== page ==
Carrying auto liability insurance is required in just about every state, and these states also have laws in place requiring that you must purchase a certain amount of liability coverage. You generally can’t comply by insuring yourself for just $5,000. New Hampshire and Virginia are the only exceptions, and even they impose other requirements. Since required coverage amounts can vary by state, it's best to verify your state's minimum amount of coverage.
Liability-only car insurance isn’t considered to be “full” coverage. It’s just one component of an insurance policy. Other types of coverage aren’t required by law, but they’ll most likely be required by your lender if you finance your car. You can carry just liability coverage otherwise, but there are both risks and rewards in doing so.
Liability Coverage in Car Insurance
“Liability” means that you’re responsible for paying costs and damages resulting from an auto accident that you caused. States want to make sure that the other driver can repair or replace their car if you cause damage to it without having to come out of their own pocket or put a claim in to their insurance company. After all, the accident wasn’t their fault.
The same goes for medical bills for injuries the other driver or their passengers might have sustained. Liability insurance also covers you if you drive off the roadway and into someone’s living room – you caused damage to property other than another vehicle – or if an injured party sues you for lost wages due to their injury, or for pain and suffering. Your legal fees and court costs are usually covered in this case as well.
Liability car insurance is a package deal. It includes two types of coverage with liability limits, one for property damage and the other for bodily injury. Most states require that you carry both, and that can be a good thing because you’d have to personally pay the other driver’s costs if you don’t have these coverages. You might also be required to carry personal injury protection to cover the cost of your own injuries if you live in a no-fault state. Otherwise, you’d have to pay your own medical costs.
When You Have Liability-Only Coverage
You won’t have comprehensive coverage or collision coverage if you opt for a liability-only policy, so you’re at risk of coming up with the money to pay for any damages to your own vehicle. Collision coverage has your back if your own car is damaged or destroyed because you’re involved in an auto accident. Comprehensive coverage takes over if your car is damaged or totaled by something out of your control, such as because a tree fell on it during a nasty storm or if it’s stolen.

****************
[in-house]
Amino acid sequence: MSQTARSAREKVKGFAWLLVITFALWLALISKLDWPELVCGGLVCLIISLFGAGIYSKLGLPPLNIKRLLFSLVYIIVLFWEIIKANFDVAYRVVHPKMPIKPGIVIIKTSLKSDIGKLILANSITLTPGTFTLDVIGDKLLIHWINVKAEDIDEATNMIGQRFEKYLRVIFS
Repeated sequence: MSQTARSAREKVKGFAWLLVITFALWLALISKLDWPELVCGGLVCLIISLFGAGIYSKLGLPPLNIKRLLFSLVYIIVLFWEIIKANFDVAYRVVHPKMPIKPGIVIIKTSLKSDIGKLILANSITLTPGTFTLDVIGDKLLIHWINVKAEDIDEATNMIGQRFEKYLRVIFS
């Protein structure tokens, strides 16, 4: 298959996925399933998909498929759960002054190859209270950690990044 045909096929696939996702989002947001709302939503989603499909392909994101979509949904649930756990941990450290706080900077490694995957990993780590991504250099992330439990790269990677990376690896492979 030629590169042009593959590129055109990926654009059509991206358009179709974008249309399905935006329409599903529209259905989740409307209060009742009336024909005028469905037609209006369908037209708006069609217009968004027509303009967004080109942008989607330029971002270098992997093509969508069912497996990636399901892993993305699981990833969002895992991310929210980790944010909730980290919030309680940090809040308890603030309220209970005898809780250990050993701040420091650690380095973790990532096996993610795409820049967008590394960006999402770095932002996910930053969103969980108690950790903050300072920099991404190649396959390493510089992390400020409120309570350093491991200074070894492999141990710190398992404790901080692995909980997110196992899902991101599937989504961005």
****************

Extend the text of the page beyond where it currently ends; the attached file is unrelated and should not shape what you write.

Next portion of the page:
Carrying all three types of car insurance coverage is commonly referred to as having full coverage, and this is usually required by lenders when you finance your vehicle. Liability-only coverage wouldn't be an option in this case because your car acts as collateral for the loan. Your lender can repossess it if you default on your car payments, so they’ll obviously want some assurance that the car is in good condition for resale purposes. They’ll want to know that your insurance company will pay to repair it if need be.
Read More: Collision Coverage vs. Comprehensive Coverage
Coverage Limits for Liability Insurance
Coverage limits are the most your insurer will pay if you’re involved in an accident that causes bodily injury, property damage or both. You must carry at least this much liability insurance by law, and you’ll have to personally pay the difference if damages are more. You can buy additional insurance over these amounts if you want to protect yourself further, but this will increase your premiums.
There are typically three minimum coverage requirements to a policy: one for property damage liability, one for bodily injury liability per person and one for bodily injury liability for multiple individuals per accident.